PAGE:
News PM’s Christmas border opening plan in peril after SA outbreak leads to forced quarantine

PM’s Christmas border opening plan in peril after SA outbreak leads to forced quarantine

Scott Morrison promised to bring stranded Australians home by Christmas. Thousands are still waiting. Photo: AAP
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Scott Morrison’s plans to get Australia’s internal borders open in time for Christmas may be trashed just days after being announced, with a growing cluster in Adelaide prompting several states to tighten entry rules.

Queensland, Western Australia, the Northern Territory and Tasmania have already thrown up their borders again to South Australia in the face of the outbreak, with the Prime Minister saying he “anticipates” other states might follow.

By Monday morning, the cluster in Adelaide’s north had grown to 17 cases. Most are linked to one family group, and SA Liberal Premier Steven Marshall said his health officials had the outbreak in hand.

But that hasn’t stopped some premiers reinstating quarantine measures and entry restrictions to South Australians heading interstate.

Premier Steven Marshall. Photo: AAP

NSW and Victoria will not follow, keeping their borders open to SA.

But Victorian Premier Daniel Andrews said his government was declaring the state a COVID hotspot and mandating tougher entry requirements.

The border setback comes just three days after almost every member of the national cabinet – except Western Australian Premier Mark McGowan – agreed to the ‘Framework for National Reopening Australia by Christmas‘.

With less than six weeks until Christmas, the hope for most states to have open borders by then might be in peril.

“I anticipate other jurisdictions will make similar decisions [to close borders] and that’s for them to do,” Mr Morrison said on 3AW Radio on Monday.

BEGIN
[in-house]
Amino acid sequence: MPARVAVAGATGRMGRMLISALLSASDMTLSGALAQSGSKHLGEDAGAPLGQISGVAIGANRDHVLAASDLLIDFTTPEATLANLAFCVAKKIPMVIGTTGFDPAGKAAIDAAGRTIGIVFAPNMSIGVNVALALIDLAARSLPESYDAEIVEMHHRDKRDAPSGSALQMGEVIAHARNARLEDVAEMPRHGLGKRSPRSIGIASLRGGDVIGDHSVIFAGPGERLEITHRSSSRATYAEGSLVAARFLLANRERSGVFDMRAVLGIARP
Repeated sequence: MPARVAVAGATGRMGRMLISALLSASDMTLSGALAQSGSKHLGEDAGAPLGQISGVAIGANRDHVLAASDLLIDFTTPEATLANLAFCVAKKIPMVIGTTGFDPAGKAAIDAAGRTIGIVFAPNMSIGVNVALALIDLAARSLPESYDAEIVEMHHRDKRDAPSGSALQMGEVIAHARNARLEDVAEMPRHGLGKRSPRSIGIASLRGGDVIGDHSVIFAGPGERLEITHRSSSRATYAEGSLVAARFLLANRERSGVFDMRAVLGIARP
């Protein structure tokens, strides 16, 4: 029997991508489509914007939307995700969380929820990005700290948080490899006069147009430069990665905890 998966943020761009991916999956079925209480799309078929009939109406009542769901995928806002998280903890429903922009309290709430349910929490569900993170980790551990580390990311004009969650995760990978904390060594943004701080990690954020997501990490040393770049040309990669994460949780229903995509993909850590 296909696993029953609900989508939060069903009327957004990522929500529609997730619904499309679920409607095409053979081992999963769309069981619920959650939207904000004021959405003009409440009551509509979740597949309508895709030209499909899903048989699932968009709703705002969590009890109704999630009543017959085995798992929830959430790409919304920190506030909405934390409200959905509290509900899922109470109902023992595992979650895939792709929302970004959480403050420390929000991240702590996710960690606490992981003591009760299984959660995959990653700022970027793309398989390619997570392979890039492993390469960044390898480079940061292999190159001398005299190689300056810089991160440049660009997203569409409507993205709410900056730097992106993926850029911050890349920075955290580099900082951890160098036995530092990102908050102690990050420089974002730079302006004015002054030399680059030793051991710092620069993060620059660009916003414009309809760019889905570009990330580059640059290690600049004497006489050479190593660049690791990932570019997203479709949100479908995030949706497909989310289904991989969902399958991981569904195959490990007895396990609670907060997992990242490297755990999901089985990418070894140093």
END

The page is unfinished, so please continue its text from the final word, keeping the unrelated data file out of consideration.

“These are always temporary measures and they need to be done on the basis of health advice.”

It is unclear how long the border closures will remain in the various states, but similar COVID restrictions are – as a rule – applied for two or more cycles of the virus’ incubation period of two weeks.

That could mean borders remain shut for at least a month.

It comes despite the national reopening framework saying that state borders should remain open if there are fewer than 50 cases a day nationally.

“Managing a very small number of new COVID‐19 infections is possible,” the framework reads.

Tasmania, the Northern Territory and Queensland closed their borders to SA on Monday, declaring Adelaide a ‘hotspot’. Victoria’s border with the state will stay open, but Adelaide residents must undergo stricter screening and possibly have to take COVID tests before entering Victoria.

Mr Morrison and the federal government have pushed for a more targeted hotspot model on border closures and travel restrictions, arguing entire states shouldn’t be locked out on the basis of an outbreak in one town.

“The whole point of the hotspot is that it does provide that temporary protection,” he said on 3AW.

“It’s important, though, that as Northern Territory has demonstrated, they put areas of the country, not entire states, on hotspots from time to time, and they quickly take them off again.”

NSW Premier Gladys Berejiklian said her state would not close its borders to SA, despite the “concerning” situation, adding “we need to learn to live with COVID”.

“You can’t shut down borders and disrupt lives every time there is an outbreak and disrupt businesses,” she said.

Gladys Berejiklian says NSW isn’t putting the border back up to SA. Photo: AAP

“We need to have confidence, not just in our own system, but the system in other states to be able to get on top of the virus.”

Ms Berejiklian said if the SA situation got worse, and “if the numbers were in hundreds”, the strategy might change.

Federal Health Minister Greg Hunt said the government had offered Australian Defence Force troops to SA, and a national incident centre was being set up.

“If more is required, more will be provided,” Mr Hunt told the ABC on Monday.

“But these are the sorts of challenges that if we trade or engage with the world, if we bring Australians home, we will face, in a world where there’s over half a million cases a day.”

-with AAP